Alexandria 05: Alexandria Herald

Narrative History of this Lineage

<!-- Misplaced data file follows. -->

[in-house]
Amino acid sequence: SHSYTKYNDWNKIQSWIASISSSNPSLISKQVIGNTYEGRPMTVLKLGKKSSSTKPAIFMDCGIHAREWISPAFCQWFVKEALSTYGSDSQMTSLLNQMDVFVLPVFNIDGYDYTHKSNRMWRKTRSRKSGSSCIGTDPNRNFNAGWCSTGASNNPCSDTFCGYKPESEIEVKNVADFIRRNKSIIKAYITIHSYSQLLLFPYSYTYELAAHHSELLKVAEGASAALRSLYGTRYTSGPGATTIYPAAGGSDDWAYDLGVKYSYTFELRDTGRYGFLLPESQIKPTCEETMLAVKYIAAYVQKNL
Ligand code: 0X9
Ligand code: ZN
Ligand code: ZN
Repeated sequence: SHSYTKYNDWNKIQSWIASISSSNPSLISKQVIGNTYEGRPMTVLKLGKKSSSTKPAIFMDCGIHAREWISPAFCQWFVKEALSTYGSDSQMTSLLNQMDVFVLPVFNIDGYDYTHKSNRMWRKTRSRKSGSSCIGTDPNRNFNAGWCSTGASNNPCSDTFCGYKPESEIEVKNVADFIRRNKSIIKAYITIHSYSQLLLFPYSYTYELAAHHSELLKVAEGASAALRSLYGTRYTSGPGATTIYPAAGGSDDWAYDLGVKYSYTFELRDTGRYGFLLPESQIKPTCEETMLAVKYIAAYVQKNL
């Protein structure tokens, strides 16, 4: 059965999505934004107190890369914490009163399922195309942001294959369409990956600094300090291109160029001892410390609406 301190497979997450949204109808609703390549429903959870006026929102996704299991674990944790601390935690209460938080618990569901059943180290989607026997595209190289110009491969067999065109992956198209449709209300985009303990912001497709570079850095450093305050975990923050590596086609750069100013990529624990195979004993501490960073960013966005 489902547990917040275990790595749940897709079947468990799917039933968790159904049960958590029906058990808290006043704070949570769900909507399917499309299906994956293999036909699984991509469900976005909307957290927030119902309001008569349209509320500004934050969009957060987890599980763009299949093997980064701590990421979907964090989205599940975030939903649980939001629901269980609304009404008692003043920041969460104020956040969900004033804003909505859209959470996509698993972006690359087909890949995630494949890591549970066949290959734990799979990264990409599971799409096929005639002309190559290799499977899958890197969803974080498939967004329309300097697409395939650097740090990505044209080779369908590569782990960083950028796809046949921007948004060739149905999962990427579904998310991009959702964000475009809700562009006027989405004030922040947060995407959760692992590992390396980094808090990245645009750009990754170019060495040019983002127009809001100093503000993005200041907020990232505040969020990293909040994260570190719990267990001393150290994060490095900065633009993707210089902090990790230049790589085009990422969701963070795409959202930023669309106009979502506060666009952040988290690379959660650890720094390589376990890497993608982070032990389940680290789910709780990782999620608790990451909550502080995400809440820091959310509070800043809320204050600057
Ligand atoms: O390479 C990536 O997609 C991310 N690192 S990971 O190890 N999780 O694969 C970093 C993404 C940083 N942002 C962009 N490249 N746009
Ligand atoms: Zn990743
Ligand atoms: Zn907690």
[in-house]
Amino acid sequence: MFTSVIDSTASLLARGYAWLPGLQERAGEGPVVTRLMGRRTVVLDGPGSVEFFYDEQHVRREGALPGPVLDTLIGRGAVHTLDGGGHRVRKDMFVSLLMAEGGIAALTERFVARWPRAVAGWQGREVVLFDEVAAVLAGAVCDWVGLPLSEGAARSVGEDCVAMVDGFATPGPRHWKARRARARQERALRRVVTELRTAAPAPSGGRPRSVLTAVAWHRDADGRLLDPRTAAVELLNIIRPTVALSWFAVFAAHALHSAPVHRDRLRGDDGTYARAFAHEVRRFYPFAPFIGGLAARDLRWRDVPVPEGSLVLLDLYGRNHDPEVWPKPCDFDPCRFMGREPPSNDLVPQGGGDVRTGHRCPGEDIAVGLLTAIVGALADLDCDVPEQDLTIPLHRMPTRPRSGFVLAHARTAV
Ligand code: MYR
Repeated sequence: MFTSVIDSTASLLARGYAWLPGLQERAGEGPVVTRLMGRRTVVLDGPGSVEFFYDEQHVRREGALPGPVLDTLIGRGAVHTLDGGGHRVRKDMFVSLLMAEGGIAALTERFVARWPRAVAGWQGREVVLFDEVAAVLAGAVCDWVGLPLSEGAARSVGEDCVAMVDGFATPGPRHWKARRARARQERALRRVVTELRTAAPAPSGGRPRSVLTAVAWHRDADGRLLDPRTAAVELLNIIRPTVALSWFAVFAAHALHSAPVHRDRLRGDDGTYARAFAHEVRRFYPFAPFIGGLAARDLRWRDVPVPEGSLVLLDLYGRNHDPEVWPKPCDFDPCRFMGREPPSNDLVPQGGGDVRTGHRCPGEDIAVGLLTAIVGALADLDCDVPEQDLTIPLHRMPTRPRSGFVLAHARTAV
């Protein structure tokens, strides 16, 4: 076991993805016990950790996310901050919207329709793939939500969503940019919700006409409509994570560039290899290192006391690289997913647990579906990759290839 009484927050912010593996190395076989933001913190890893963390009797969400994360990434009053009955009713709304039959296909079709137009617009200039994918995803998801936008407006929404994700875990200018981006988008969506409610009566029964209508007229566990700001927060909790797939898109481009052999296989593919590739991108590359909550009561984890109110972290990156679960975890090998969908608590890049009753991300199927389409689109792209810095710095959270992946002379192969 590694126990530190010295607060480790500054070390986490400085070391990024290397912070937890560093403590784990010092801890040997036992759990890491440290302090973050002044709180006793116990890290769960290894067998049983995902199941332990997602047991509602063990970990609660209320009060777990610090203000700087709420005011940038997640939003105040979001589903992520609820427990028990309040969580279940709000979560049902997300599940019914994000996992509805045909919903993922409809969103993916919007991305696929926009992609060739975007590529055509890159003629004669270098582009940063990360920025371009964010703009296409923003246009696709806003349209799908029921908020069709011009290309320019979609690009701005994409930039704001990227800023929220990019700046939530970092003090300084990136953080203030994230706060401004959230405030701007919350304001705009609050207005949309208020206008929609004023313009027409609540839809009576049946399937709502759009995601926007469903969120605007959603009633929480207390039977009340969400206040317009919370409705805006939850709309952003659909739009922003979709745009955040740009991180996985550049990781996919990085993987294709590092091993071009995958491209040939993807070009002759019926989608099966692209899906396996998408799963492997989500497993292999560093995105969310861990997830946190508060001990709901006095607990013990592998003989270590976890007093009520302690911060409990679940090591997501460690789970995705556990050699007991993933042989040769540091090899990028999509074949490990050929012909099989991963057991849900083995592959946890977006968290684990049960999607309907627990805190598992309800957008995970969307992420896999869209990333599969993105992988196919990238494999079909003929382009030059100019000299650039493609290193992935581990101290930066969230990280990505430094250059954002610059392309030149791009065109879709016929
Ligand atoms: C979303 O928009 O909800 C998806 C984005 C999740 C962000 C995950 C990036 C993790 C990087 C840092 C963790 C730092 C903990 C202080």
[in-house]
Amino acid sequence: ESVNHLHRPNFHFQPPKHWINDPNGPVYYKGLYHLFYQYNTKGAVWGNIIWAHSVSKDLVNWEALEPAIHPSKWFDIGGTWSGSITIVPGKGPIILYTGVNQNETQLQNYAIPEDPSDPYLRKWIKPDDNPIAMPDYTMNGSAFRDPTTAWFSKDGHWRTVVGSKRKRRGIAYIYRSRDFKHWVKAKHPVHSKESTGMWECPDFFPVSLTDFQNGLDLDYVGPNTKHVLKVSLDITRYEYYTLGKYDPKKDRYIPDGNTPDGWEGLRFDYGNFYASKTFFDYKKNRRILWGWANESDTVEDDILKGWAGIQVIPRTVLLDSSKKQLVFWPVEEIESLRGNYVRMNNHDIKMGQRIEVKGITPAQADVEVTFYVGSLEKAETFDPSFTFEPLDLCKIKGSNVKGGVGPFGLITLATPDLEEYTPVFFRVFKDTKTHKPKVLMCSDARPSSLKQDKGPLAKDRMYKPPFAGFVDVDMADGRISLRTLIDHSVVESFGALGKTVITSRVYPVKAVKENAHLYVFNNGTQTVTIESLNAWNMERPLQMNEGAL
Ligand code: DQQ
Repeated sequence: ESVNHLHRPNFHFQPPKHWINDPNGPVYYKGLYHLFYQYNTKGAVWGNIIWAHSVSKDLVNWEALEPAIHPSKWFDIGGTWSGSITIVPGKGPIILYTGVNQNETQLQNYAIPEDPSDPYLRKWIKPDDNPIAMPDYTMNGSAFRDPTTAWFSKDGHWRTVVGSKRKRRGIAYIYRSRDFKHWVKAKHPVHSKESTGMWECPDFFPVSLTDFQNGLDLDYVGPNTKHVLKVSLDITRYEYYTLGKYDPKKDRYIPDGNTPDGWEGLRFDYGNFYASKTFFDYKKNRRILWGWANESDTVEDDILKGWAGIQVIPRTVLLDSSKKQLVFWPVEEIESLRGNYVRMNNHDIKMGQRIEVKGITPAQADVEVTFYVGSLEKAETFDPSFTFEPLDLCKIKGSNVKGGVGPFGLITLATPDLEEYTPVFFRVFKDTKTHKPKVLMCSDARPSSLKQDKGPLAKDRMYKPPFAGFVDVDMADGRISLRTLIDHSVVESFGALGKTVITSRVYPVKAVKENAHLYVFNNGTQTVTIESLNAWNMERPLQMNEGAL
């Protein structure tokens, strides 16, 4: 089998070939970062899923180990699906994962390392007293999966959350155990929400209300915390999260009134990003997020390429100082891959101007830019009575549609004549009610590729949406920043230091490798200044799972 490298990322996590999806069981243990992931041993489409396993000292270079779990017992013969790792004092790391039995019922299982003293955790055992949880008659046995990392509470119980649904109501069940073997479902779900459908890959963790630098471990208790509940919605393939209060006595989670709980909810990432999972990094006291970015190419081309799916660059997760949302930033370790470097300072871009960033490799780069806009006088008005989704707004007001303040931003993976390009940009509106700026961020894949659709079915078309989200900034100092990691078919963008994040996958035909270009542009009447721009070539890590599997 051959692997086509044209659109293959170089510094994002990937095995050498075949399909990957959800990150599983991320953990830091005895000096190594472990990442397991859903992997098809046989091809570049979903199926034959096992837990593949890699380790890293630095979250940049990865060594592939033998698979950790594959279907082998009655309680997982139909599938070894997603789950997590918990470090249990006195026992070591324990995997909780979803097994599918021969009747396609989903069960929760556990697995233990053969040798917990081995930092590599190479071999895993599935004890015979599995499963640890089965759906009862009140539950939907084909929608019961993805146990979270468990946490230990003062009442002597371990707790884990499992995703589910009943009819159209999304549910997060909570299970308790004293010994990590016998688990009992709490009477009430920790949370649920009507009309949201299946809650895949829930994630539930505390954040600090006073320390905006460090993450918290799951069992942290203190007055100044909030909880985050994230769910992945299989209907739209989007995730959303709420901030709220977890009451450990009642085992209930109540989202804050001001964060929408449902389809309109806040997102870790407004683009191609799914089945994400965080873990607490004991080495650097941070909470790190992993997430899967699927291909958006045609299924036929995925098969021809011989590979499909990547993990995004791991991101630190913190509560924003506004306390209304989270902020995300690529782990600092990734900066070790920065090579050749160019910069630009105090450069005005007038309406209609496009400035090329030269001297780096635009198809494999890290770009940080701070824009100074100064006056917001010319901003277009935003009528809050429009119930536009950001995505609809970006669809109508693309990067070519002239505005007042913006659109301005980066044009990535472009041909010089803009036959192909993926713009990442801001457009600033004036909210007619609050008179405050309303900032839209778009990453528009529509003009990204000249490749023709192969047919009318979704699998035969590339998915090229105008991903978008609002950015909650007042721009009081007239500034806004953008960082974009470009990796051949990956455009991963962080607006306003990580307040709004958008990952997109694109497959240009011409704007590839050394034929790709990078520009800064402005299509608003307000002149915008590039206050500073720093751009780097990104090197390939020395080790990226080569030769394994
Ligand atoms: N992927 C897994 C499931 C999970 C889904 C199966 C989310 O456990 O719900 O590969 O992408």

The Alexandria Herald was the second non-Federalist journal issued in this Potomac River port. It was a Madisonian successor to the earlier Jeffersonian Alexandria Expositor, which was removed to Washington in late 1807, more than three years previously. The paper's fifteen-year life evinced both its less-inflammatory political tone and its mercantile utility. By the spring of 1811, the town's only operating newspaper – the Alexandria Daily Gazette, Commercial & Political of Samuel Snowden (393) – presented readers with an exclusively anti-administration perspective, one consistent with the port's maritime-trade interests, which Snowden also claimed to be the true national interest. His content reflected a long-standing conflict between the differing interests of urban merchants and rural farmers; British impressment of American sailors was an issue for those trading with France, which Alexandria's merchants were not, while seizures of vessels by the French was an issue for those in trade with the British Caribbean, which Alexandria's merchants certainly were. But many farmers who used Alexandria as an export outlet for their produce objected to those merchants' unwillingness to trade with the French Caribbean and the Mediterranean, as the way to end British control of the American economy. Thus, Snowden's paper was seen by those interests as undemocratic, both in dismissing the concerns of the rural majority as irrelevant and in willfully undermining the administration's policies and arrangements just for personal gain. Hence, an alternative to the Alexandria Gazette was called for by many. A prospectus for such an alternative paper was circulated on April 1, 1811 by two young Alexandrians – John Corse (106) and Nathaniel Rounsavell (367). Neither man was native to Virginia; both arrived in the port town in adolescence with fathers who became tavern-keepers there. By 1811, the New-Jersey-born Rounsavell was working as a journeyman printer at one of the many printing offices in the capital district, while the Delaware-born Corse was operating a tavern as his father had, after having also trained as a printer. The two were part of a generation of American men then reaching adulthood who wanted to pursue their fortunes in the country's growing cities, only to be stymied in such quests by the entrenched mercantile interests who dominated those urban places. The partners, whose print-trade training made them friends as well, built a classic tradesman/financier newspaper concern to overcome such problems; Rounsavell was responsible for the trade side of their venture, while Corse took on the financial aspects, alongside a retail store that evolved over time into a "lottery & exchange" office, a business which would make him a wealthy man by the mid-1820s. The twice-weekly paper offered by the new firm of Corse & Rounsavell was one that they thought would be "conducive to a correct dispensation of information," in contrast to the prejudicial practices of the Alexandria Gazette. Yet they were careful not to pick a fight with Snowden's established Federalist daily: "We are aware that in conducting a paper in this town some difficulty will arise with respect to the politics of the print……We do not profess ourselves to be party-man, and shall be as impartial as the nature of things will admit; but it is due to candor to state, that we feel disposed to be friendly to the present administration, and to approve its measures as far as reason and propriety dictate. A frequent recurrence will be had to fundamental principles in order to ensure correct practice; and pleasure will always be taken in bringing forward original merit." The pair soon found support in the "liberality of an enlightened public," as they had hoped. The first number of the new Alexandria Herald on June 2, 1811, just two months after they had offered their prospectus. Archetype From the beginning, Corse & Rounsavell published long passages from official government documents in the Herald, consistent with their promise to present a "correct dispensation of information." With the gathering of Congress that fall, the partners extended that effort by deciding to print full transcriptions of important Congressional debates, rather than the simple summaries then offered in most newspapers. So on November 4, 1811 – the first day of the 1st Session of the 12th Congress – they converted the Herald from a twice-weekly journal into a thrice-weekly one to accommodate the planned increase in content, with a country edition issued on the alternate days. Their decision proved insightful, as this Congressional session yielded a declaration of war against Great Britain the following June, after a winter and spring of heated debate over foreign policy. And as much of that debate appeared verbatim in the pages of the Herald, its content was reprinted in newspapers of all political stripes across the country in those months, making the Herald into a nationally recognized source for reliable public information. This approach has made Rounsavell into a historic figure as the first actual recorder of Congressional debates, and not just a summarizing reporter. But his continual presence in the Capitol that winter also made him a reluctant contributor to the legal history of press freedom and government secrets in the United States. In April 1812, a Select Committee on Foreign Affairs formed by the House was considering whether engaging in a war with Britain was an advisable course. During their deliberations, an account of its "secret" proceedings appeared in the Washington paper of James B. and John M. Carter (084), the anti-Madisonian Spirit of Seventy-Six. A subsequent investigation revealed just how porous the veil of secrecy over such deliberations was in reality; it was just a simple prohibition placed on those reporters in attendance to not either discuss or publish what they heard when discussions were declared "secret." Charles Prentis (361), later editor of the Virginia Patriot for the Richmond Federalist Augustine Davis (119), was one of those reporting the 1811-12 session; he said that he had given the Carter brothers an account of the secret proceedings based on a conversation he had had with Rounsavell, and not from any first-hand knowledge of them. The committee summoned Rounsavell to discover from whom he had learned of those proceedings, knowing that he had not been present. Rounsavell testified that he was told of the committee's proceedings by a member of Congress; but when he was pressed to identify that member, he refused to answer his examiners; the committee then ordered him detained by the House's sergeant-at-arms for his defiance of their authority. A considerable debate ensued in the House the next day, resulting in his release, but only after he had apologized to the House and had revealed the source of the story – the Virginia representative John Randolph of Roanoke. In Randolph's absence, his peers presumed that his disclosure had been an inadvertent one, and that Rounsavell had no way of knowing of the secrecy injunction as a result. This event is still a starting point for discussions of journalists' legal rights and responsibilities when reporting on government secrets. But for both Corse and Rounsavell, the affair was one where they came close to disaster from a suppression of the Alexandria Herald by Congress. Throughout the War of 1812, the partners continued to publish a considerable volume of government material, so sustaining their reputation as a relatively impartial source. And if the uninterrupted numbering of their paper is accurate, the pair even managed to avoid a suspension of their publication schedule during the British occupation of Alexandria in late August 1814, unlike Snowden's competing Alexandria Gazette – suggesting their temporary relocation at that time. This constancy was rewarded after the war; they were engaged by Secretary of State James Monroe to produce of a register of federal officials in 1815; then with the 1815-16 Congressional session, Monroe granted them one of the coveted federal licenses to publish that session's laws in their Herald, a substantial windfall for any such licensee, but here one given to the principal competitor to Snowden's opposition journal when that Federalist and his paper were again in financial distress. Still, Corse and Rounsavell faced challenges in the post-war period, as did most American publishers of that day. The first major problem they faced was a legal one. In 1818, a civil suit was filed against them for a story that they published concerning the solvency, or lack thereof, of the Mechanics Bank of Alexandria. In short order, a run in the bank ensued and it failed. The administrators of the bank's remaining assets filed suit against a long list of Alexandria merchants, apparently for their devastating withdrawals, and against the firm of Corse & Rounsavell for publishing an "inaccurate" story that triggered the collapse of what they claimed was an otherwise "sound" bank. The suit went on until late 1825 when the plaintiff-administrators finally gave up trying to recoup their losses. Meanwhile, the bank was reorganized, with several of the defendants named in the suit serving as its new directors; Rounsavell was one of those serving, demonstrating that his and Corse's concern had always been with the bank's management and not with its assets. Unfortunately for all involved, the reorganized bank still did not survive the Panic of 1819. Transitions That economic downturn also brought about the end of the Corse & Rounsavell concern. Corse had been speculating in the paper currencies of many American banks, and as they failed, his finances deteriorated; eventually, the situation required that he find an infusion of new capital. In late 1820, he began negotiating with Rounsavell for a sale of his interest in the office. By early 1821, Corse had settled with his long-standing partner, dissolving their firm on February 10th. Rounsavell immediately brought in another practical printer named Henry Pittman (327) as his new partner, with Corse apparently simply signing over his share to Pittman in exchange for a promissory note that he expected would be retired by funds Pittman garnered from the profitable Herald. The rapid succession of Corse to Pittman as Rounsavell's partner suggests Pittman already worked in the Herald office, making him a known quantity to Rounsavell and Corse alike. He was as energetic as his new partner had always been. Shortly before he joined with Rounsavell, Pittman bought the press of Samuel H. Davis (126), an Alexandria job-printer who had just assumed legal ownership of the office of the Alexandria Gazette, as part of yet another reorganization of Samuel Snowden's finances. Using that press, Pittman issued a new literary weekly called The Alexandrian with printer Douglas Thomson (413); but that venture failed after just four months, as many such journals did in that era, with Pittman & Thomson's assets being sold to the new firm of Rounsavell & Pittman. With the Herald reinvigorated and enlarged, it probably seemed that the new partnership was poised for another decade-long run of journalistic success, as Corse & Rounsavell had achieved. But after just fifteen months together, the firm of Rounsavell & Pittman came to an abrupt end. Rounsavell was forced by ill health to retired from the business on April 29, 1825. His retirement was not announced until July 29, 1822, apparently only after Pittman had quietly secured the financing needed to purchase his partner's interest in the Herald. Rounsavell's poorly-described disease finally claimed his life in January 1826. Pittman's savior was, once again, John Corse, although the financier would come to regret his role in the transfer. Pittman signed a new promissory note that he and Corse expected would be retired from the paper's profits. But the realignment also gave Corse a significant claim on those profits, if not all of them, in combination with the prior note. Unfortunately, Pittman was not as talented of a businessman as he was a printer. Over the ensuing four years, Pittman found it ever more difficult to balance the ongoing expenses of his paper with his indebtedness to Corse in the face of both ever-growing newspaper competition in the District and lagging payments from his advertisers and subscribers. Those financial difficulties compelled him to reduce publication of the Herald from its customary thrice-weekly mode to a twice-weekly edition on July 24, 1826. Yet the reduction in expenses attending in the July restructuring meant a concomitant reduction in Pittman's revenues, and so his ability to pay off Corse. In the end, he was compelled to cease publication of the Herald after its November 15, 1826, issue, and sold his subscriber list to John S. Meehan, publisher of the United States' Telegraph in Washington. Turning to collections of monies owed him, he was using Meehan's newspaper within a week to beg for payments from his former advertisers and subscribers alike. Then a month later, Pittman offered to sell two of his office's three presses and most of his type and supplies in an overt attempt to satisfy his creditors, Corse among them. By doing so, he guaranteed an end to the Herald. Desperation As Pittman retained one or his presses, it is clear that he thought he could eventually pay off his debts by working as a job printer. But events in January 1827 derailed those plans. A fire which destroyed Corse's business swept through Alexandria's business district then; he immediately pressed his debtors for payments in order to gather the capital he needed to rebuild; Pittman was unable to make any payments and moved to Washington City proper to avoid daily contact with Corse. That move did not deter his litigious creditor, however; Corse soon filed suit against Pittman in an attempt to force the printer into bankruptcy. After several months of acrimony, the affair came to a disturbing head on December 27, 1827, when Pittman actually tried to kill Corse by shooting him in the darkened entry to the financier's home. Corse survived the attack and promptly identified his assailant as Pittman, who was then arrested and held without bail in the District of Columbia's jail in Washington. When he was tried in December 1828, it turned out the only witnesses to that evening's events were two Africans who could not testify against a white person in the District's courts. As a result, Pittman was acquitted and quickly fled to New Orleans, where he died impoverished in 1833. Corse not only recovered from the attack, but he prospered, leaving a sizeable exchange brokerage to his son on his death in December 1845, never having again been part of a publishing concern after the death of the Alexandria Herald. Sources: LCCN No. 84024513; Brigham II: 1110; Cappon 37; Miller, Artisans & Merchants; Gales & Seaton, Proceedings in the Congress (1811-12); Records of the Columbia Historical Society (1918); notices in the Alexandria Herald (1811-26), the Alexandria Gazette (1811-45), the [Washington] United States' Telegraph (1826-27), and the [Washington] Daily National Journal (1826-27).